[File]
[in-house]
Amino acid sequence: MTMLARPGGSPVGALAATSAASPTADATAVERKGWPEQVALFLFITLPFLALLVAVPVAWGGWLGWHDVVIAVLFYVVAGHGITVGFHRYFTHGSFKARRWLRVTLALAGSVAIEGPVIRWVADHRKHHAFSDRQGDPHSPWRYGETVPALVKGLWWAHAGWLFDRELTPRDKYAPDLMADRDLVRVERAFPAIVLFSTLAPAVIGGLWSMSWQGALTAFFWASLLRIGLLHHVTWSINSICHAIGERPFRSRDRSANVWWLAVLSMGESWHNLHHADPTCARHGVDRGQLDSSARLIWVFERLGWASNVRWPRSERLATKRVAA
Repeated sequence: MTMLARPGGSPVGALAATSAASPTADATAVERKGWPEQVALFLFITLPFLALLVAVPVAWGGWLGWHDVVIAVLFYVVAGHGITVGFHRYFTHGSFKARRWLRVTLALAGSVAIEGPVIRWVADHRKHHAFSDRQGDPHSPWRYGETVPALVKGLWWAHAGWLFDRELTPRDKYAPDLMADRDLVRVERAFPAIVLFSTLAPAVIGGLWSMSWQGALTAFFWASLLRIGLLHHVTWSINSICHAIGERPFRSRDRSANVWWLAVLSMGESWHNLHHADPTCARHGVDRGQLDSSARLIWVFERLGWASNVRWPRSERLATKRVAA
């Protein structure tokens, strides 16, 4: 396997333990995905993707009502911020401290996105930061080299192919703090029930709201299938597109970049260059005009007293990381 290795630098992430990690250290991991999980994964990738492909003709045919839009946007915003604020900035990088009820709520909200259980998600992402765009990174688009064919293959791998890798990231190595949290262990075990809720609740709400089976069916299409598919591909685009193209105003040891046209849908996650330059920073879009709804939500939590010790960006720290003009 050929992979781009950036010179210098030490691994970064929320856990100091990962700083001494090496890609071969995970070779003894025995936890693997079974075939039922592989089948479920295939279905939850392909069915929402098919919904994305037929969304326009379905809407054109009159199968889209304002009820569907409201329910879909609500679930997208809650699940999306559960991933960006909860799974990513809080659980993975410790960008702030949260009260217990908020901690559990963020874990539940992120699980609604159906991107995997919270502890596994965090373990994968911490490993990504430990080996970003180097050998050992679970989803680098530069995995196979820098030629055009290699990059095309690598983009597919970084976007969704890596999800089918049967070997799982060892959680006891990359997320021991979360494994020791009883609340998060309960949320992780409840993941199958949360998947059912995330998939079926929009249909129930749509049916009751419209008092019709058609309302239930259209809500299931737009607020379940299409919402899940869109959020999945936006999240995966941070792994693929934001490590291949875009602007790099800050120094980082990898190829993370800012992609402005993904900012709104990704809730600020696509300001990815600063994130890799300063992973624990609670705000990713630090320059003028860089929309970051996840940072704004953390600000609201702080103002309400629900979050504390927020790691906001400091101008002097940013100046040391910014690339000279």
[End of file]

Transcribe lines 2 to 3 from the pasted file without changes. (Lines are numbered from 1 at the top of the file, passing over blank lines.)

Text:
Amino acid sequence: MTMLARPGGSPVGALAATSAASPTADATAVERKGWPEQVALFLFITLPFLALLVAVPVAWGGWLGWHDVVIAVLFYVVAGHGITVGFHRYFTHGSFKARRWLRVTLALAGSVAIEGPVIRWVADHRKHHAFSDRQGDPHSPWRYGETVPALVKGLWWAHAGWLFDRELTPRDKYAPDLMADRDLVRVERAFPAIVLFSTLAPAVIGGLWSMSWQGALTAFFWASLLRIGLLHHVTWSINSICHAIGERPFRSRDRSANVWWLAVLSMGESWHNLHHADPTCARHGVDRGQLDSSARLIWVFERLGWASNVRWPRSERLATKRVAA
Repeated sequence: MTMLARPGGSPVGALAATSAASPTADATAVERKGWPEQVALFLFITLPFLALLVAVPVAWGGWLGWHDVVIAVLFYVVAGHGITVGFHRYFTHGSFKARRWLRVTLALAGSVAIEGPVIRWVADHRKHHAFSDRQGDPHSPWRYGETVPALVKGLWWAHAGWLFDRELTPRDKYAPDLMADRDLVRVERAFPAIVLFSTLAPAVIGGLWSMSWQGALTAFFWASLLRIGLLHHVTWSINSICHAIGERPFRSRDRSANVWWLAVLSMGESWHNLHHADPTCARHGVDRGQLDSSARLIWVFERLGWASNVRWPRSERLATKRVAA